Quark comes back with QX19 which you can buy outright

A conversation with Chris Hickey of Quark in Delhi

Christopher Hickey, chief executive officer of Quark at Aerocity in New Delhi. Photo: IPP

In early October, we met Chris Hickey, the young and voluble CEO of Quark, quite aptly in an active part of Delhi near the airport. With several meetings scheduled with major newspapers later in the day, Hickey was to fly out in the early evening.

By way of mutual introduction, Hickey comes from a printing family, and he enjoys sharing this past with an interviewer who has made plates, operated scanners, and offset presses, in addition to being involved with Indian language software solutions for phototypesetters and other digital output devices. He speaks about his visits to customers, many of whom are small printers and listening to their aspirations for optimized workflow and the production of both print and liquid HTML5 content.

Founded by Tim Gill, Quark became the leading professional page-making software, known for its numerous developer plug-ins and industrial-strength typographic precision. It is currently owned by Parallax Capital Partners based in Laguna Hills, California, who bought it from Platinum Equity in 2017. Platinum acquired the company in 2011. Having been through ownership changes in the past decade, not everyone knows that the company retains its foothold in Quark City, a built near Chandigarh in the early 2000s, by then majority owner Farhad Fred Ebrahimi.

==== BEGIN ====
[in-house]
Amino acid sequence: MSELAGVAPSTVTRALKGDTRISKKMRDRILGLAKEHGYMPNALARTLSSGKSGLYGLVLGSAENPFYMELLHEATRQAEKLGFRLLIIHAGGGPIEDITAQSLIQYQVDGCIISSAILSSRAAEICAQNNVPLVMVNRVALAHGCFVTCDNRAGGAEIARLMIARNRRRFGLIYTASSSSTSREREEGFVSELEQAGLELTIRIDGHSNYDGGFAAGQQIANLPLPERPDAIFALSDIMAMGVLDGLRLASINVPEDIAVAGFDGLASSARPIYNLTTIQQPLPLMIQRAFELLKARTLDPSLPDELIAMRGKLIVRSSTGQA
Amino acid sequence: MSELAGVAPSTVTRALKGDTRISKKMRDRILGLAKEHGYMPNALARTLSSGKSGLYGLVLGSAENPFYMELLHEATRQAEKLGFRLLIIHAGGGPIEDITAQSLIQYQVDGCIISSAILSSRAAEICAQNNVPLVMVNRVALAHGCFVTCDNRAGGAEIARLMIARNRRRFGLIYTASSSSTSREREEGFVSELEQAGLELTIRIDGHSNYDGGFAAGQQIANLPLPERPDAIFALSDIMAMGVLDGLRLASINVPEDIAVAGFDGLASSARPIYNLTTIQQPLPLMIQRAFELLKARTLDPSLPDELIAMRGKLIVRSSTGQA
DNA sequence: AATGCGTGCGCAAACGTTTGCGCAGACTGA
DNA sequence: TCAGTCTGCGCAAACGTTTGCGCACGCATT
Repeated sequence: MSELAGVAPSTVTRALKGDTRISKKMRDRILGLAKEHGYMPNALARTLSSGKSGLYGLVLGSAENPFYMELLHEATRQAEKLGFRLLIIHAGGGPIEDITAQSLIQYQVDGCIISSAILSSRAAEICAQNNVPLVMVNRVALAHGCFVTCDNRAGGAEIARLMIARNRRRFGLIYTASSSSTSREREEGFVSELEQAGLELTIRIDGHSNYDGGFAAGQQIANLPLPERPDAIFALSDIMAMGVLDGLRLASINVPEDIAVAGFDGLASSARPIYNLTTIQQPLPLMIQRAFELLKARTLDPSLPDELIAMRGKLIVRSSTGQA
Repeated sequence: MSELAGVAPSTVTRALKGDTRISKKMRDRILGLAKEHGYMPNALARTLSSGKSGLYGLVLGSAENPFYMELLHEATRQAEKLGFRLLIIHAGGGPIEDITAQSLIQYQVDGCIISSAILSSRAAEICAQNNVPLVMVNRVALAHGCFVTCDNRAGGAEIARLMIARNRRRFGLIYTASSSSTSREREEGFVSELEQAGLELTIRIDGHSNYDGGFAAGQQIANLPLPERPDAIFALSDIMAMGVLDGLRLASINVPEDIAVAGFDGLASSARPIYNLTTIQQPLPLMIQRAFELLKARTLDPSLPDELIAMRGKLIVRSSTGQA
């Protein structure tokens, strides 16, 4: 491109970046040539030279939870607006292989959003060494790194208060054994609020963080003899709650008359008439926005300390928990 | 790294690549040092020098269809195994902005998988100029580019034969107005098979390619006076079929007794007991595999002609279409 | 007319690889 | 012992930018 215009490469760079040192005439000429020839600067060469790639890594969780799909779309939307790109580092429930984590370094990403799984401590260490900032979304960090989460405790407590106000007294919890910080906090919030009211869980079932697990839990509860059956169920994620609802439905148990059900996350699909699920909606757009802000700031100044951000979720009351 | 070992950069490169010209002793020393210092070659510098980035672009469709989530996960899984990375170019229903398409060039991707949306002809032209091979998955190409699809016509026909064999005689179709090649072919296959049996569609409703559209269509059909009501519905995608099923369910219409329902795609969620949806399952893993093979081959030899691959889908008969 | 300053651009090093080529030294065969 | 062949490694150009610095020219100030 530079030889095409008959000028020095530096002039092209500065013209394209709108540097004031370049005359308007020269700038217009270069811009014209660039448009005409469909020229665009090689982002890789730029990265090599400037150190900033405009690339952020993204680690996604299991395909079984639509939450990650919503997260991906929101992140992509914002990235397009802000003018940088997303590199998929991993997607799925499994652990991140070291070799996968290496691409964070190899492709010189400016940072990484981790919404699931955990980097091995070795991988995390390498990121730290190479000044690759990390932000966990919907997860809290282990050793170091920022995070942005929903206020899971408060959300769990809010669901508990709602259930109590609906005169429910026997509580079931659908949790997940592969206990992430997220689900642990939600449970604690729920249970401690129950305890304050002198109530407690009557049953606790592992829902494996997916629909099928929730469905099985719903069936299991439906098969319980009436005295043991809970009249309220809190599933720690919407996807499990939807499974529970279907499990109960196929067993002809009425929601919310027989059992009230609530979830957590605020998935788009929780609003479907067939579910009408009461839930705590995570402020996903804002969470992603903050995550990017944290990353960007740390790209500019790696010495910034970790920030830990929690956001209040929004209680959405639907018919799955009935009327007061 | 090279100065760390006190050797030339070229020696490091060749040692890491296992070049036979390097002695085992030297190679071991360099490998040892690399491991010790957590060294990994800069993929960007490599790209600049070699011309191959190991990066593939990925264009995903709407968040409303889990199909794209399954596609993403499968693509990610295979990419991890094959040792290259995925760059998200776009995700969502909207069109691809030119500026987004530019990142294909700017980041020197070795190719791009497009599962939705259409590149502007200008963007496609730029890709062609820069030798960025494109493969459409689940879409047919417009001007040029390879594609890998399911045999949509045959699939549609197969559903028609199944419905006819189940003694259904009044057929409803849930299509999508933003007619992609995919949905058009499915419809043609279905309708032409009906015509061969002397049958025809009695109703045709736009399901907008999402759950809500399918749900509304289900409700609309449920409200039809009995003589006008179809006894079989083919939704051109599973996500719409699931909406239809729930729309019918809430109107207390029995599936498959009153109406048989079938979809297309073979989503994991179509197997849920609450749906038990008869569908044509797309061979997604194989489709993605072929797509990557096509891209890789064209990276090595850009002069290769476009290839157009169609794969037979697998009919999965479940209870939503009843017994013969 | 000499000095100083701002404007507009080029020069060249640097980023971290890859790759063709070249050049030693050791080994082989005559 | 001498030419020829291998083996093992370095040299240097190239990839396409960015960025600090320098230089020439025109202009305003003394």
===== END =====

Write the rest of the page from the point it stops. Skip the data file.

Return to Chandigarh

In our conversation with Hickey, he was upfront that the 200 strong software development team is core to the company’s future software development. “Don’t get me wrong,” he said, “Although we are relying on and strengthening software development in Chandigarh, I still have to maintain my sales offices in Denver, California, New York, Ireland, and elsewhere. However, the role of our Chandigarh software team is to keep delivering features demanded by our customers globally, and to reinvent some of our enterprise software into contemporary content solutions.”

At our meeting, Hickey was surrounded by software team members whom he readily brings into the discussion to answer questions and show Quark Xpress 19’s features. Chief amongst these are the Indic language solutions and even the non-destructive image-editing features that many traditional users are not aware of but which have been available since QX10. Quark’s head of software development Deepak Goel showed us some of the features of its enterprise solutions that are being built based on Hickey, listening to his large 40,000 strong customer base first in the US and Europe and now in India.